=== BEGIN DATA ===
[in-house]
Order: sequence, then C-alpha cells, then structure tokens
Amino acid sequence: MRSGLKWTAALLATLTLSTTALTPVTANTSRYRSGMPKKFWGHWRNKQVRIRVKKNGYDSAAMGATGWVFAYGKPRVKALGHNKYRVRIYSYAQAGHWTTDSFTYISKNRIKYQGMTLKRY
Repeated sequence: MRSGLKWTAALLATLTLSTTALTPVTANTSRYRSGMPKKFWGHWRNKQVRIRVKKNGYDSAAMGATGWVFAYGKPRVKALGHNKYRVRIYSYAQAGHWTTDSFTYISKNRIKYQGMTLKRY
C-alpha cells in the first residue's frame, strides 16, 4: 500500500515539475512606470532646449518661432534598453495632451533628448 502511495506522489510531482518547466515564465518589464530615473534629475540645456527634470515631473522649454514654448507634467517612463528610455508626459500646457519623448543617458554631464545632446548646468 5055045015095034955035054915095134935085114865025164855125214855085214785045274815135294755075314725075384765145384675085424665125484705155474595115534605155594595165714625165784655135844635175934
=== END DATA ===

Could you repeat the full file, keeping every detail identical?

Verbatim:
[in-house]
Order: sequence, then C-alpha cells, then structure tokens
Amino acid sequence: MRSGLKWTAALLATLTLSTTALTPVTANTSRYRSGMPKKFWGHWRNKQVRIRVKKNGYDSAAMGATGWVFAYGKPRVKALGHNKYRVRIYSYAQAGHWTTDSFTYISKNRIKYQGMTLKRY
Repeated sequence: MRSGLKWTAALLATLTLSTTALTPVTANTSRYRSGMPKKFWGHWRNKQVRIRVKKNGYDSAAMGATGWVFAYGKPRVKALGHNKYRVRIYSYAQAGHWTTDSFTYISKNRIKYQGMTLKRY
C-alpha cells in the first residue's frame, strides 16, 4: 500500500515539475512606470532646449518661432534598453495632451533628448 502511495506522489510531482518547466515564465518589464530615473534629475540645456527634470515631473522649454514654448507634467517612463528610455508626459500646457519623448543617458554631464545632446548646468 5055045015095034955035054915095134935085114865025164855125214855085214785045274815135294755075314725075384765145384675085424665125484705155474595115534605155594595165714625165784655135844635175934